Think Imports and Trade Deficits Impact GDP? Think Again!

Contrary to widespread belief, imports do not subtract from GDP despite the fact that imports are part of the equation.

Let's start with the definition.

GDP = C + I + G + (X – M)

  • C = Personal Consumption Expenditures
  • I = Gross Private Investment
  • G = Government Spending
  • X = Exports
  • M = Imports

GDP Components

Wait a second. It says right there that imports are subtracted. Yes it does, but it is a mirage.

Gross Domestic Product

GDP stands for Gross Domestic Product. Gross domestic product (GDP) is the total market value, expressed in dollars, of all final goods and services produced in an economy in a given year.

The key word is "domestic".

Imports are not domestic. Shouldn't they be subtracted?

The answer is only if they were incorrectly totaled in the first place.

Correcting Misconceptions

The St. Louis Fed discussed this today in How Do Imports Affect GDP?

> When the Bureau of Economic Analysis (BEA) measures economic output, it categorizes spending with the National Income and Product Accounts (NIPA). Some of this spending, which is counted as C, I, and G, is spent on imported goods. As such, the value of imports must be subtracted to ensure that only spending on domestic goods is measured in GDP. For example, $30,000 spent on an imported car is counted as a personal consumption expenditure (C), but then the $30,000 is subtracted as an import (M) to ensure that only the value of domestic production is counted.

> As such, the imports variable (M) functions as an accounting variable rather than an expenditure variable. To be clear, the purchase of domestic goods and services increases GDP because it increases domestic production, but the purchase of imported goods and services has no direct impact on GDP.

Controversial Political Issue

In the Introduction to its article, the St. Louis Fed stated: "International trade is measured as part of GDP and is a large and growing component of our nation's economy. It's also an important, but controversial, political issue. However, the current textbook and classroom treatment of how international trade is measured as part of GDP can lead to misconceptions if not properly explained."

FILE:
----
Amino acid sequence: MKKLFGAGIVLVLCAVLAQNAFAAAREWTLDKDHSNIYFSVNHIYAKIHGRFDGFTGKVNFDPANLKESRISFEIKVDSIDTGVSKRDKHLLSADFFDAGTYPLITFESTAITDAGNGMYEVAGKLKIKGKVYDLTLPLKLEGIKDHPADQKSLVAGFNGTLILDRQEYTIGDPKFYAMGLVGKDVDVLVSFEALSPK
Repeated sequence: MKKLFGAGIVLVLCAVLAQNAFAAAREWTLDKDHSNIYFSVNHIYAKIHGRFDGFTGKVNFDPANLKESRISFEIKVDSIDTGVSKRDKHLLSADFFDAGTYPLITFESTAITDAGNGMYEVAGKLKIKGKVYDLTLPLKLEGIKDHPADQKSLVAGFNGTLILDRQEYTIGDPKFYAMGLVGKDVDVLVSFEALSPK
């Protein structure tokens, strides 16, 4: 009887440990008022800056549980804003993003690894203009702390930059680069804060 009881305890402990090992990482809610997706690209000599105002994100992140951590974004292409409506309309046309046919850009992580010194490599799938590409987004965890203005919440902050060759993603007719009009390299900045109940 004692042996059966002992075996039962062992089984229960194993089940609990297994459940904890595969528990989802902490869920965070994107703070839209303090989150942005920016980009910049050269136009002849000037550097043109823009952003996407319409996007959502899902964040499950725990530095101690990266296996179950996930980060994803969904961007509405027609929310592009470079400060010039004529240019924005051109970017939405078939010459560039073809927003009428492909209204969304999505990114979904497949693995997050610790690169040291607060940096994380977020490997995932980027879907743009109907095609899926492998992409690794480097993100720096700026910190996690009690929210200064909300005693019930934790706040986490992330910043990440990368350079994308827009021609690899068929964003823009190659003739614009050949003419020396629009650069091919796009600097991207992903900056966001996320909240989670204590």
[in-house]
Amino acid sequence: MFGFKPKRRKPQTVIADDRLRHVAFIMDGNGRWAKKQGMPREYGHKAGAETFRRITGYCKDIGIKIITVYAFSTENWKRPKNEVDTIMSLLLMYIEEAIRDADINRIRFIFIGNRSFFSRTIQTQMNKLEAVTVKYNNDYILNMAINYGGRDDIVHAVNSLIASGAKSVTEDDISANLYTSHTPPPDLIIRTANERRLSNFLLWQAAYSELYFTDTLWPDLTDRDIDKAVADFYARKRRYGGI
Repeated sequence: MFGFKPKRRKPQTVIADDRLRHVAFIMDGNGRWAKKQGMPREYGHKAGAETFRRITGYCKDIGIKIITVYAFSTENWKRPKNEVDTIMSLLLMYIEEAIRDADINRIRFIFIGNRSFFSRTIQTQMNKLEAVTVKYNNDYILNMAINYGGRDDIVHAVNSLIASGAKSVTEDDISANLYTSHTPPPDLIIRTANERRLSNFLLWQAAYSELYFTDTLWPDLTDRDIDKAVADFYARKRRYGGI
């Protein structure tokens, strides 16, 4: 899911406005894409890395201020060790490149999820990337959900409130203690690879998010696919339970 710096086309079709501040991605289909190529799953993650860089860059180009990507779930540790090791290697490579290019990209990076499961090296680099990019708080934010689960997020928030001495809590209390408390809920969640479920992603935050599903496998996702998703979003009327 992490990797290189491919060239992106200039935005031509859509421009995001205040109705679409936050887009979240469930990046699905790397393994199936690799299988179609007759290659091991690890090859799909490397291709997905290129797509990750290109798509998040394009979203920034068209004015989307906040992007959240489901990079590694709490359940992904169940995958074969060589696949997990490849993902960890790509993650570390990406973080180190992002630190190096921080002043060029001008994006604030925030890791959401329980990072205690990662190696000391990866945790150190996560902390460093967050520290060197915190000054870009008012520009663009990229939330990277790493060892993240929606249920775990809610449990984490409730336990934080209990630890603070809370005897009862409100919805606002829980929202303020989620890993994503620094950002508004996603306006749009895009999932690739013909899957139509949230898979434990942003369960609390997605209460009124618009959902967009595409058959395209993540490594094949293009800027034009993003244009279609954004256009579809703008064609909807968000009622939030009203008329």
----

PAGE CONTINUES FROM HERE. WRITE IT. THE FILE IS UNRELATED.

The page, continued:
What If?

I can hear you thinking. "Wait a second, what if we did not have imports? Wouldn't domestic production be higher?"

In general, no.

For example: It would take a lot of effort for the US to be self-sufficient in growing bananas. I am sure it could be forced via tariffs, but at what cost?

US bananas would undoubtedly be more expensive than bananas from some place where they grow better. Money spent on bananas would be money not spent on something else.

Consumers would pay more for bananas than they are really worth on the global market. Only a fool (or a subsidized US banana grower) would think such tariffs are a good thing.

Take titanium. Most of the world's Titanium Supply is from China, Russia, and Japan. The US isn't even on the list. We cannot produce enough titanium in the US no matter what the tariff.

Winning vs Losing

Trump's myopic view of trade is that someone "wins" and someone "loses".

In reality, deals are not made unless both sides think they gain.

What about subsidies?

If China is indeed dumping steel, solar panels, anything, it is at the expense of China and for the benefit of US consumers and importers.